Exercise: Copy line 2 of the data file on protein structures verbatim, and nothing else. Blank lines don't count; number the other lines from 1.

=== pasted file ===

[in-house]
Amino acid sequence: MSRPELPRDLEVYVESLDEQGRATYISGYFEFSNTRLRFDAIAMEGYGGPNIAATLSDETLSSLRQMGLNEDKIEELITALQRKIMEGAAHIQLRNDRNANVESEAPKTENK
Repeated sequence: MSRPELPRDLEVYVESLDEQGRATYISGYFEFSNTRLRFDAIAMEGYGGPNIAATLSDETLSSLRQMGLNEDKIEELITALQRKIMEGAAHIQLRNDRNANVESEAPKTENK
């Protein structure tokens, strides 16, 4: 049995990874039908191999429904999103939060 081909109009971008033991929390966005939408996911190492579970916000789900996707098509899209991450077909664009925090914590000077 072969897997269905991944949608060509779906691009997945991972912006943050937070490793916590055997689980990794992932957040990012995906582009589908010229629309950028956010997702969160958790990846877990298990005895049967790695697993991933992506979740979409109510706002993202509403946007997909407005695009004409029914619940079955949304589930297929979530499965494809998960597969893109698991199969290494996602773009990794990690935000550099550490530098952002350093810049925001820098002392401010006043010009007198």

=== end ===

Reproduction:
Amino acid sequence: MSRPELPRDLEVYVESLDEQGRATYISGYFEFSNTRLRFDAIAMEGYGGPNIAATLSDETLSSLRQMGLNEDKIEELITALQRKIMEGAAHIQLRNDRNANVESEAPKTENK